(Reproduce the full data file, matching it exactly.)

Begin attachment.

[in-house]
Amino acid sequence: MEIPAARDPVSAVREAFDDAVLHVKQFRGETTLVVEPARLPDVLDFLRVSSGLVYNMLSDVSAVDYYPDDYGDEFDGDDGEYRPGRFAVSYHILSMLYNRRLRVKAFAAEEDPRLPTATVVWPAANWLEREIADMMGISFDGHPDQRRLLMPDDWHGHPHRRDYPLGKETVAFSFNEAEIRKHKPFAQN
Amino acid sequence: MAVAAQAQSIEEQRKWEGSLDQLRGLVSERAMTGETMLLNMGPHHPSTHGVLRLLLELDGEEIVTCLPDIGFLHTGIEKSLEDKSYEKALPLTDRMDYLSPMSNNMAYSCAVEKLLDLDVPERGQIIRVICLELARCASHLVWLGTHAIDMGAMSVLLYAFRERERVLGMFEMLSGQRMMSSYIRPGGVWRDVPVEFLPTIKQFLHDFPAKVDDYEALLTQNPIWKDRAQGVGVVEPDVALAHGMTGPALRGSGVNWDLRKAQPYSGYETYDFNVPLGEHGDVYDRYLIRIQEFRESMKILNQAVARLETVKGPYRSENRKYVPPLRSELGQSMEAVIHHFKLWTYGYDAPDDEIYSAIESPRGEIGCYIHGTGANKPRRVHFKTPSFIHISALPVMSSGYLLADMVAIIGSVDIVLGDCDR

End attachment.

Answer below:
[in-house]
Amino acid sequence: MEIPAARDPVSAVREAFDDAVLHVKQFRGETTLVVEPARLPDVLDFLRVSSGLVYNMLSDVSAVDYYPDDYGDEFDGDDGEYRPGRFAVSYHILSMLYNRRLRVKAFAAEEDPRLPTATVVWPAANWLEREIADMMGISFDGHPDQRRLLMPDDWHGHPHRRDYPLGKETVAFSFNEAEIRKHKPFAQN
Amino acid sequence: MAVAAQAQSIEEQRKWEGSLDQLRGLVSERAMTGETMLLNMGPHHPSTHGVLRLLLELDGEEIVTCLPDIGFLHTGIEKSLEDKSYEKALPLTDRMDYLSPMSNNMAYSCAVEKLLDLDVPERGQIIRVICLELARCASHLVWLGTHAIDMGAMSVLLYAFRERERVLGMFEMLSGQRMMSSYIRPGGVWRDVPVEFLPTIKQFLHDFPAKVDDYEALLTQNPIWKDRAQGVGVVEPDVALAHGMTGPALRGSGVNWDLRKAQPYSGYETYDFNVPLGEHGDVYDRYLIRIQEFRESMKILNQAVARLETVKGPYRSENRKYVPPLRSELGQSMEAVIHHFKLWTYGYDAPDDEIYSAIESPRGEIGCYIHGTGANKPRRVHFKTPSFIHISALPVMSSGYLLADMVAIIGSVDIVLGDCDR